NEW YORK – While Africa relies on its oil and other natural resources for economic development and sustainability, it appears that one resource remains untapped: the power of businesswomen.
In this case, the solution to poverty in Sub-Saharan Africa, or SSA, may be less complicated than experts and economists think. Data from the International Finance Corporation, or IFC, shows that women are responsible for more then 80 percent of food production in this region, yet “less than 12 percent of agribusiness investments are directed at women smallholder farmers.” This percentage of output by women is considerable, given that they represent only half of the SSA population.
The Harvard Business Review reported that roughly $20 trillion in global consumer spending is controlled by women, yet due to regulations on business, they are unable to access the market freely with the same power as men. The IFC has deemed this a ‘missed opportunity’ and acknowledges the economic benefits that could be reaped if both sexes were allowed to participate in business equally.
Aware of the potential for economic growth held by women, IFC has implemented its Banking on Women strategy to help empower and advance female entrepreneurs. The program targets geographic areas home to environments conducive to the development of small to medium-sized enterprises, or SMEs, and works to invoke the support of financial institutions.
Through the use of investment capital, IFC makes it possible for banks to adhere to more inclusionary practices that allow women to access their services. IFC also provides advisement to financial institutions with the intention of readying and encouraging them to make themselves available to women. Female entrepreneurs may also be trained in areas including management, planning and financial literacy so that they can further promote their businesses with an added sense of confidence and ease.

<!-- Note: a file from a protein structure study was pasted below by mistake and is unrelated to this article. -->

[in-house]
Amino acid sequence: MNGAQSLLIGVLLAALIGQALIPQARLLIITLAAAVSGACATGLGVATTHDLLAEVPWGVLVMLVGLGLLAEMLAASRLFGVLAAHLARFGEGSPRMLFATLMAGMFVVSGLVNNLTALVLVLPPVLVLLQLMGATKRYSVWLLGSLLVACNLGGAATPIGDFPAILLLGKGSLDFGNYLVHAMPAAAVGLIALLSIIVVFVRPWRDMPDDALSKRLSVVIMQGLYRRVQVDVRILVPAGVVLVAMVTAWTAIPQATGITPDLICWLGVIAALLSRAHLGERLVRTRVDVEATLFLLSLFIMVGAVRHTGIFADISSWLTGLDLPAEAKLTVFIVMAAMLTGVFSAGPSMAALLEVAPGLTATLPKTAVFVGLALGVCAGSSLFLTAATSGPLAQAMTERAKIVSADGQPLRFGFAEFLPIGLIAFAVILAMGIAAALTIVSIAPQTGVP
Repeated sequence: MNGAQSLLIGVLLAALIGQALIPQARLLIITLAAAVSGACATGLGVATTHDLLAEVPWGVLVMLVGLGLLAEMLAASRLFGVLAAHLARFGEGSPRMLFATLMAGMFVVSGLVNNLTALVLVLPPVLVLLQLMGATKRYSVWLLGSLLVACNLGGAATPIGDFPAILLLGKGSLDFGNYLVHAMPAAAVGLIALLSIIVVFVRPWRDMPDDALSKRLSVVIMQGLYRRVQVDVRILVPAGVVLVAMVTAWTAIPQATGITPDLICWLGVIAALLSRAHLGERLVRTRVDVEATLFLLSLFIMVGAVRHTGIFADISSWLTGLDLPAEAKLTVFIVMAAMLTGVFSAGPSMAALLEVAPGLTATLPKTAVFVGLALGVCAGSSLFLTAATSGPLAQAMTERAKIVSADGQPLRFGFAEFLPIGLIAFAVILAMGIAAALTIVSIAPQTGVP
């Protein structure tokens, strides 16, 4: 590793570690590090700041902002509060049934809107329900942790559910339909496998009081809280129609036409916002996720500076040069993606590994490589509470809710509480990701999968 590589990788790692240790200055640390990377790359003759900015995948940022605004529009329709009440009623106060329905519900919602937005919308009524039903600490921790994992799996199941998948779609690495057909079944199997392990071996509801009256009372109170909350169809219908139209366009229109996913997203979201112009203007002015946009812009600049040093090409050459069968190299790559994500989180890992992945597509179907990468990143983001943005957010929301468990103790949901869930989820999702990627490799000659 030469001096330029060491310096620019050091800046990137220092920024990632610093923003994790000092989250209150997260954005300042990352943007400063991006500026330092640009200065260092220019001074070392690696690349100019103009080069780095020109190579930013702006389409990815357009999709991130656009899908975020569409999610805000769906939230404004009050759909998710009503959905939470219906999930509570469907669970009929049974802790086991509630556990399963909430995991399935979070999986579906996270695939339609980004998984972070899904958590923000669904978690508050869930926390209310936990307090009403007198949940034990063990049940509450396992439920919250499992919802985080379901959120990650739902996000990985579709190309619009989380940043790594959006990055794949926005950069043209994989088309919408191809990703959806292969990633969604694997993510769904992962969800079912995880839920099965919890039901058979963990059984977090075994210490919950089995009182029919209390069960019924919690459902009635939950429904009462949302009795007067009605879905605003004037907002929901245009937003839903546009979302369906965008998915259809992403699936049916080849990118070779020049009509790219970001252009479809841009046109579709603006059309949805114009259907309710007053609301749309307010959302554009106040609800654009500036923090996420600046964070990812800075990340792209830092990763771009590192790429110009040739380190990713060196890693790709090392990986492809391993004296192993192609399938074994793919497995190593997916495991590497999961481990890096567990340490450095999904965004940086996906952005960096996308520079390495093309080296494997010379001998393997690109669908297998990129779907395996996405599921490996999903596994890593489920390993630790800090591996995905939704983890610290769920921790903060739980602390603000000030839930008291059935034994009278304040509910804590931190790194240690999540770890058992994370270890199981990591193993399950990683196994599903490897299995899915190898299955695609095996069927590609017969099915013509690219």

One of history’s largest successes in this kind of banking is the acclaimed Grameen Bank, a Bangladeshi microcredit institution owned predominantly by its female shareholders who fall into the rural poor sector. While Grameen Bank is serving the purpose of providing investment capital to female entrepreneurs and SMEs, the bank has been challenged since 2010 by the country’s government which has threatened to take ownership of it which would consequently defeat its success. This threat is reflective of the reluctance of certain governments to empower women based on inherent sexism within societies.
If regions such as SSA are to truly be lifted from poverty, they must be able to take full command over all potential sources of income. This cannot be limited solely to oil exports and minimal business products in the case of SSA, rather these sources must be expanded to include those who have already shown their ability to contribute. Women are among one of the wisest candidates in which to invest, given their already high level of production. Now SSA and other under-developed areas must reform business regulations and acknowledge the clear potential of female entrepreneurs so that it may be realized in the form of economic growth and prosperity.
– Amy Russo